[openstack-dev] [all] A proposal to separate the design summit
thierry at openstack.org
Mon Feb 29 09:32:32 UTC 2016
Tim Bell wrote:
> On 26/02/16 18:08, "Thierry Carrez" <thierry at openstack.org> wrote:
>>> 2. Community split
>>> There is fear that the contributor-specific event will separate the
>>> community into two groups, with developers skipping the main event and
>>> non-developers not providing any feedback to the contributor-specific
>> For those two objections, it's worth noting that there will still be a
>> lot of strategic discussions at the main event. That is where we look at
>> the N-1 release and start drawing plans and cross-project themes for the
>> N+1 release. We don't need every developer there, but we still need a
>> significant chunk of them, with every team represented, so that we can
>> have those strategic and cross-project discussions.
>> Therefore I'd expect someone who wants to keep touch with development
>> could still make only one trip, and I wouldn't expect the communities to
>> be split. We'd still all be represented in the main event.
> Is the assumption that the users would be at the summit rather than the contributor-specific sessions ? As there is a lot of sharing going on in the current summit format (it is not just talks on products), I think the cloud consumers/deployers would tend towards the summit.
> I think this is my biggest worry that we get to a scenario where we lose the chance for user (be it consumer of clouds or operators) technical discussion with the projects. It certainly does not need all developers to be present but project presentation at a high level is needed to understand the requirements, explain the reasons for design decisions and debate the appropriate improvements.
I think your worry is due to a misconception. We don't move the "design
summit" to a separate event and remove the users from the equation. We
*split* the design summit into two steps: strategic and tactical. Let's
take the Q cycle as an example (you can refer back to the picture I
attached to the original post).
It starts at the US Summit in May, 2017. We have everyone there: users,
product managers, but also a significant share of devs: PTLs, TC members
and other cross-project liaisons and drivers. The Ocata release has been
out for a few months and operators have started deploying and upgrading
to it. In the Strategic planning sessions, users can give feedback to
devs about that Ocata release and how the upgrade goes. We can start
drawing overarching themes for the Q cycle to address the pain points.
We can start prioritizing features and discuss their requirements and
initial design points. We can discuss user-facing policies like API
deprecation rules, stable branch maintenance, vulnerability
management... We make the most of the presence at the main summit event
to get all the community together.
In August, 2017 we have the Q contributor-oriented event. By that date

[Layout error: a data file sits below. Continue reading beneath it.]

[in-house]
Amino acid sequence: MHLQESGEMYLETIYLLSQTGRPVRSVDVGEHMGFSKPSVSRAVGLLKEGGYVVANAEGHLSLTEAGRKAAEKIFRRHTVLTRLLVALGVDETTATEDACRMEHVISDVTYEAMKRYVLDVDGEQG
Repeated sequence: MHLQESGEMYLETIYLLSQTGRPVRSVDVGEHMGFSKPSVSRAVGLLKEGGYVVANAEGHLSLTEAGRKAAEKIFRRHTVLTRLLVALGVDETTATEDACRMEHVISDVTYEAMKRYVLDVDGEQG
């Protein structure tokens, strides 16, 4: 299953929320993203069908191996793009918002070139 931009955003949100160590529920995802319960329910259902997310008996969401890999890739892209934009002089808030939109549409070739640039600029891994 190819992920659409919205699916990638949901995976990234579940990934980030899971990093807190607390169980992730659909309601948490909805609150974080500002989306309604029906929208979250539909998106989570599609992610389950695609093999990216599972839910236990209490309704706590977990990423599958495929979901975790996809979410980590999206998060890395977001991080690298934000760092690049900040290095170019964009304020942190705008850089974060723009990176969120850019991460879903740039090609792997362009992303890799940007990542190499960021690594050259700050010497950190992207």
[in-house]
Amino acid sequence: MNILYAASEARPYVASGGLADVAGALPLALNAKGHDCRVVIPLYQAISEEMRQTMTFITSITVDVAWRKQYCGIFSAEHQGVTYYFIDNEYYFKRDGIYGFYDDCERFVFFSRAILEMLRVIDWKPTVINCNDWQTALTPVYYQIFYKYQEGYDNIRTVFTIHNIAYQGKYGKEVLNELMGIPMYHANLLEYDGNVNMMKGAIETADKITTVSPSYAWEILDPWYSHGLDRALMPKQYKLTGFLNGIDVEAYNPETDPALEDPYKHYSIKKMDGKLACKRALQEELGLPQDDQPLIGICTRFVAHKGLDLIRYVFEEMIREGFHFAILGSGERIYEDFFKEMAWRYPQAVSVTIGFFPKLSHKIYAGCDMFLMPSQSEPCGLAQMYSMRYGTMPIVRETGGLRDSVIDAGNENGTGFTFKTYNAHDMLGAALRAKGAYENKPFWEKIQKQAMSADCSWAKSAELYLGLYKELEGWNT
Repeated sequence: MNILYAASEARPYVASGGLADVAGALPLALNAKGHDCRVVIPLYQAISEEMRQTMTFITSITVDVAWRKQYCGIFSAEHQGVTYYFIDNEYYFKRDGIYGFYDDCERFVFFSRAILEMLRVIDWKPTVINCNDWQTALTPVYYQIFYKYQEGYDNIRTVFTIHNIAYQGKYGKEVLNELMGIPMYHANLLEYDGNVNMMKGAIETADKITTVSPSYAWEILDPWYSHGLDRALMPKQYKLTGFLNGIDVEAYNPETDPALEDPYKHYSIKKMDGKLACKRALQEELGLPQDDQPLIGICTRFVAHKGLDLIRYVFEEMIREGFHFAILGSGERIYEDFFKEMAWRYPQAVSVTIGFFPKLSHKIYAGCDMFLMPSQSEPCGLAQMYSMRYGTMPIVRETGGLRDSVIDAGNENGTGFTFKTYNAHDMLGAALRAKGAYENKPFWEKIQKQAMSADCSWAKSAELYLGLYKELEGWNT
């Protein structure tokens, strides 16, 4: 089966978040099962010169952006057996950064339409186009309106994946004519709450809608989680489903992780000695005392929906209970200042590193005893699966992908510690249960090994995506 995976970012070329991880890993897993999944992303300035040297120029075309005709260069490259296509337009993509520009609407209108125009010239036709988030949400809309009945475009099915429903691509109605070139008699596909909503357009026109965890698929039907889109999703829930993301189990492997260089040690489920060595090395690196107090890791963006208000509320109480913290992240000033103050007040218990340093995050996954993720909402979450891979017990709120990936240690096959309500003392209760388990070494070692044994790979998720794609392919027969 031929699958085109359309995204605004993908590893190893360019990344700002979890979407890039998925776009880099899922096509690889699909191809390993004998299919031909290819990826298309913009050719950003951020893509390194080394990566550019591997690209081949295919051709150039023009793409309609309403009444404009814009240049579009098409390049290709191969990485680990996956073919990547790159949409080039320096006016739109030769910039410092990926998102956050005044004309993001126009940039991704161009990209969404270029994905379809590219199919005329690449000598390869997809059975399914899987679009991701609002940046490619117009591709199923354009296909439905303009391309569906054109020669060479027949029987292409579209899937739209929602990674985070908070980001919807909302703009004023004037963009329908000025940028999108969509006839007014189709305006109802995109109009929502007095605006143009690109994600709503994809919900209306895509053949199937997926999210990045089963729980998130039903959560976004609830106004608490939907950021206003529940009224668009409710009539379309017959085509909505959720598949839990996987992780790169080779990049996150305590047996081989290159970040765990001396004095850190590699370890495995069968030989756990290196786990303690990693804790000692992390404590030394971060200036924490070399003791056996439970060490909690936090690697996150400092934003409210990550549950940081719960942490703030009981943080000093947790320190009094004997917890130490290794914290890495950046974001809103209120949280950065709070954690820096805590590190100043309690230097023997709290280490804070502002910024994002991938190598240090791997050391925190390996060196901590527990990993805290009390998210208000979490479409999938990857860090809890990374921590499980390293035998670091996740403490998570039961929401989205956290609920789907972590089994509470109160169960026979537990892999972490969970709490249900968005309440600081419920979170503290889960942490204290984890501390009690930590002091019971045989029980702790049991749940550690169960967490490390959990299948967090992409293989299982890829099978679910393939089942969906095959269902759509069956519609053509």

we have the feedback, we have the requirements, we have the priorities.
The problem is in getting things done. Teams gather and make sure they
have assignees for everything, and that all gaps are covered. They
discuss how to get a specific feature into the code, bootstrap the work,
and solve potential conflicts. They decide on meeting frequency, patch
review days, cross-project liaisons. We need *all* the regular
developers there so that everyone agrees on the plan to execute and
follow. Users are still welcome, but this is not a space for discussion
and influencing the priorities: it's a space to get things done and get
tactical alignment on how to achieve it in the next 3 months.
In November, 2017 we have the next summit, probably in APAC. Some
specific priority feature in a given project is not getting implemented
fast enough and is at risk. That project team decides to take advantage
of the summit space to hold a one-day hackathon to get this feature back
Early March, 2018 the Q release cycle is completed.
> With the offset of the two event, has an option to locate the operators mid-cycle meetup at the contributor-specific event ?
That was considered... and I would not necessarily be against it, but I
would like to understand what the benefit would be. Tom advocated for
keeping it as a separate event (or a set of regional separated events)
that would be ops-branded, making it easier for ops to justify travel to
it. If the goal is to co-locate so that users can more easily
participate to the contributor-oriented event, I think that would be
counter-productive for most operators: as I said earlier those are
project team meetings for project team members to work together -- you
should only join a room if you consider yourself part of the team that
will do the work. We won't be rediscussing requirements or gathering
feedback there, those will have been discussed at the strategic planning
sessions at the summit already.
Thierry Carrez (ttx)
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